To Richard Bache
ALS: Yale University Library
Passy, near Paris, May 22. 1777
I have just received yours of March 10. and it is the first come to hand from you since my Arrival, tho’ the third you mention to have written.5 I rejoice to hear that the Family are all well. I did not hear before that they were out of Town. We are all well here. Temple presents his Duty. Ben’s Letter is enclos’d. He dines with me every Sunday and some Holidays. He begins to speak French readily, and reads it pretty well, for the time.
I think the Gentlemen you mention who went over to the Enemy, will probably find they were a little too hasty. I suppose you put my Money into the Congress Fund as I desired. If it could have been known that we had provided for Payment of the Interest in hard Money here, and that the Treasurer’s Bills drawn for such Payment would be duly honoured in Paris, doubtless the Loan would have gone on more briskly, and perhaps have prevented the Necessity of raising the Interest.6 You may rely upon it that not only the Credit of our Paper, but our Independence will be supported by great Powers on this side the Water.
I thank you for the News you send me of the Skirmish &c. As our Troops will be much better arm’d and cloth’d this Year than they were the last, and the Enemy with all the Recruits they can muster, no stronger; I hope for a continual Amendment of our Affairs. War is not yet commenc’d in Europe, but all are preparing for it, and it is generally expected to happen within a few Months.
Our Privateers and Cruisers in the Channel have rais’d the Insurance in London. One of my Friends here lately paid 10 per Cent between Dover and Calais. Capt. Conyngham imprudently returning into Dunkirk with two Prizes, was apprehended with his People at the Request of the Court of England, and put into Prison, on pretence of Piracy; but having a Commission from Congress, they are discharged.7 The Prizes however being reclaimed, will be delivered up; the fitting out at Dunkirk being contrary to Treaties, which must be observed till War is declared.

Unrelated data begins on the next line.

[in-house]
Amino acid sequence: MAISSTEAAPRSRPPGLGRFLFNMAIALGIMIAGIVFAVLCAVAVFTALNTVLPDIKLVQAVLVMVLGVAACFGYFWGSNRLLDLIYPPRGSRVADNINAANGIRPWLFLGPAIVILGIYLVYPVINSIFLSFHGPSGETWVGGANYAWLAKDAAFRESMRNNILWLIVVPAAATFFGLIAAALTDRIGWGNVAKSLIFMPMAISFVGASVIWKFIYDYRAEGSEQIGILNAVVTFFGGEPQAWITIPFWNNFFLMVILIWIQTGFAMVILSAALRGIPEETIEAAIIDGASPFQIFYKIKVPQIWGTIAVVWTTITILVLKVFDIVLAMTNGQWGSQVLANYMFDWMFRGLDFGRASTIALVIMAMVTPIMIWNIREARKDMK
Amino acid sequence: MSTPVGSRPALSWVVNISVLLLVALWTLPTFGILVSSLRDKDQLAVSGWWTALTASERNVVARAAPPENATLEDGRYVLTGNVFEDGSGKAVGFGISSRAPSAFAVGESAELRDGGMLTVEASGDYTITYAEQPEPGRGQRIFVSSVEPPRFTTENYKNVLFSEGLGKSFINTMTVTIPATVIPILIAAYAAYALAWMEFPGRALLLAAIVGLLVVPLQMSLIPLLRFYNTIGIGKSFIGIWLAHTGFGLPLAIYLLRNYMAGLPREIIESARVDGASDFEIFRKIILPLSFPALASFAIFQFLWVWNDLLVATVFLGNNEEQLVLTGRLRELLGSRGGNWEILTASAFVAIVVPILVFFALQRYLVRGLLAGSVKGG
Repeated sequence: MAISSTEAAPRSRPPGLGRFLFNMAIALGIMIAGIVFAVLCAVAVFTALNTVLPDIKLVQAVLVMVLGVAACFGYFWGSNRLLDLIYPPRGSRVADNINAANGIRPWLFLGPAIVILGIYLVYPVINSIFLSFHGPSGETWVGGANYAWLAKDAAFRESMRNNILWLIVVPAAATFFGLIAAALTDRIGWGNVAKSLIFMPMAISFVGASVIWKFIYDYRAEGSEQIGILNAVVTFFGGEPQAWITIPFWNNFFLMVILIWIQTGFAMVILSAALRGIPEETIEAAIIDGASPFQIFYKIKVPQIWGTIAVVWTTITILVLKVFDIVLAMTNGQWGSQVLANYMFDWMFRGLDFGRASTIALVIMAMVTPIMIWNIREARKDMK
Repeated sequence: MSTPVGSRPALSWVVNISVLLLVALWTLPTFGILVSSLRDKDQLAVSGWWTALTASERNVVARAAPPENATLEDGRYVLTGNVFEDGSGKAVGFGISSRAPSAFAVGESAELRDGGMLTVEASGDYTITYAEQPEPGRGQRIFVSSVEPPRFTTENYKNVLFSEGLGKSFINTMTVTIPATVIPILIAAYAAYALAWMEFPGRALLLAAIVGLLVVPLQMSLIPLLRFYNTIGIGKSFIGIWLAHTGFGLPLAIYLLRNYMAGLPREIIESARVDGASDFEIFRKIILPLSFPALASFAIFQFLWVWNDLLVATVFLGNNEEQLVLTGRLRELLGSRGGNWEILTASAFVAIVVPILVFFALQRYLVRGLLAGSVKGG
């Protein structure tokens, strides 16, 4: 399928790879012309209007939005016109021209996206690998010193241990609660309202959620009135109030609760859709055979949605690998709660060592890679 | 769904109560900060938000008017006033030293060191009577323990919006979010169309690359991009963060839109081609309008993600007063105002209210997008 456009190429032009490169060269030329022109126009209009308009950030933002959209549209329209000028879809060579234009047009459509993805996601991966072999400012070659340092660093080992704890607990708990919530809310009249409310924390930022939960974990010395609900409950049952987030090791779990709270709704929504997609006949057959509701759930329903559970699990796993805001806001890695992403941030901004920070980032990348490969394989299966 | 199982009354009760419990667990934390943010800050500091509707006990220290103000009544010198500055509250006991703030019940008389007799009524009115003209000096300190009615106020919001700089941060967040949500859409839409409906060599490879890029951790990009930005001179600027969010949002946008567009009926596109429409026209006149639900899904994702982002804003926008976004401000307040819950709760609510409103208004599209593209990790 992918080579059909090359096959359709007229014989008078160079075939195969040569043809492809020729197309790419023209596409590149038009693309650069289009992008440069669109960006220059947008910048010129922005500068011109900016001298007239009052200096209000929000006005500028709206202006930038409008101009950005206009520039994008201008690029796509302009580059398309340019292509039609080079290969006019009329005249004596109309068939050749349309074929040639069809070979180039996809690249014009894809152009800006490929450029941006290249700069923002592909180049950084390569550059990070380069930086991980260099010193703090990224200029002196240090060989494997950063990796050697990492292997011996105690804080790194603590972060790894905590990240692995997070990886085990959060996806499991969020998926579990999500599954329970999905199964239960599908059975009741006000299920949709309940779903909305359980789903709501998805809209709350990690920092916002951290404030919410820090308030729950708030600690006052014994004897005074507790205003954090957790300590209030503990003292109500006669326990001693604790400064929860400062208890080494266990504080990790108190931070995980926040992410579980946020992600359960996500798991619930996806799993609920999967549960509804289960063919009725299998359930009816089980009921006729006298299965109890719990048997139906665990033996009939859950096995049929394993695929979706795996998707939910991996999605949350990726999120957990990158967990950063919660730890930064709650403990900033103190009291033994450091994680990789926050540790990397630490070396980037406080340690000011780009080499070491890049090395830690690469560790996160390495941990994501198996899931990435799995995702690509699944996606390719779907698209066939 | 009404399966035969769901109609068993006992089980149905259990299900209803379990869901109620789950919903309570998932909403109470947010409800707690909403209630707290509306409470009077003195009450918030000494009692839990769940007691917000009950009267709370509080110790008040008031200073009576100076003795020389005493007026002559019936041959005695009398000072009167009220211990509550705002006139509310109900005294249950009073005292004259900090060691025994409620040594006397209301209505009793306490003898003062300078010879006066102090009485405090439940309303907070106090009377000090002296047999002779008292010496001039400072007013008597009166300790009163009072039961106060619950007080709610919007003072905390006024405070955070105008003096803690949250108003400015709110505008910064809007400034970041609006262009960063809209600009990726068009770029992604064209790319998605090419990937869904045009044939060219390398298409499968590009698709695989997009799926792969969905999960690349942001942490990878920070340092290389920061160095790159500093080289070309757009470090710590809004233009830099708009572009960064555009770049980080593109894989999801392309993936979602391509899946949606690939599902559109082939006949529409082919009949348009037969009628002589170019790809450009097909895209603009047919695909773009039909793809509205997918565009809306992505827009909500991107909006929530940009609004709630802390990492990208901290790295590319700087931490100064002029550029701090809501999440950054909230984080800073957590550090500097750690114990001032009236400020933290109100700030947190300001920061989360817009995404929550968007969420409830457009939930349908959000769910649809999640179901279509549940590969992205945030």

I wish to know some Particulars from you, viz. Whether when your Family went into the Country you remov’d the Houshold Goods, Plate, &c. and what became of the Chest of Papers I put into Mr. Galloway’s Hands as one [of] my Executors? It was directed to my Son, with the Key in a Letter of the same Direction to be delivered after my Decease. The Chest contain’d all my political Correspondence and some valuable Manuscripts. Did you remove my Library and Instruments, and where are they?8 I suppose my dear Sister is still with you, tho’ I hear nothing from her, in answer to any of my Letters. I am, ever, with Love to her and Sally and the Children, Your affectionate Father
Addressed: To / Richard Bache Esqr / Postmr General / Philadelphia
5. The letter he is answering is above, XXIII, 455–6; those not yet received, of Feb. 5 and 28, are on pp. 279–81 and 404–5.
6. For BF’s investment, the increased interest rate, and French involvement in the loan see ibid., pp. 280–1 n, 470–1 n.
7. They were not yet free. Conyngham had initially received permission to repair the Surprize in Dunkirk and sell the ships he had captured. Instead Sartine, under British pressure, ordered him and his crew arrested, his vessel seized, and the prizes released. The prisoners remained in jail until early June; see the headnote on Carmichael to the commissioners below, June 30.
8. The Baches had sent BF’s library out of town before they left for Goshen, and had carried his other valuables with them: above, XXIII, 361. The chest of MSS at Trevose was what the British subsequently broke open when they plundered the house: above, I, xxi.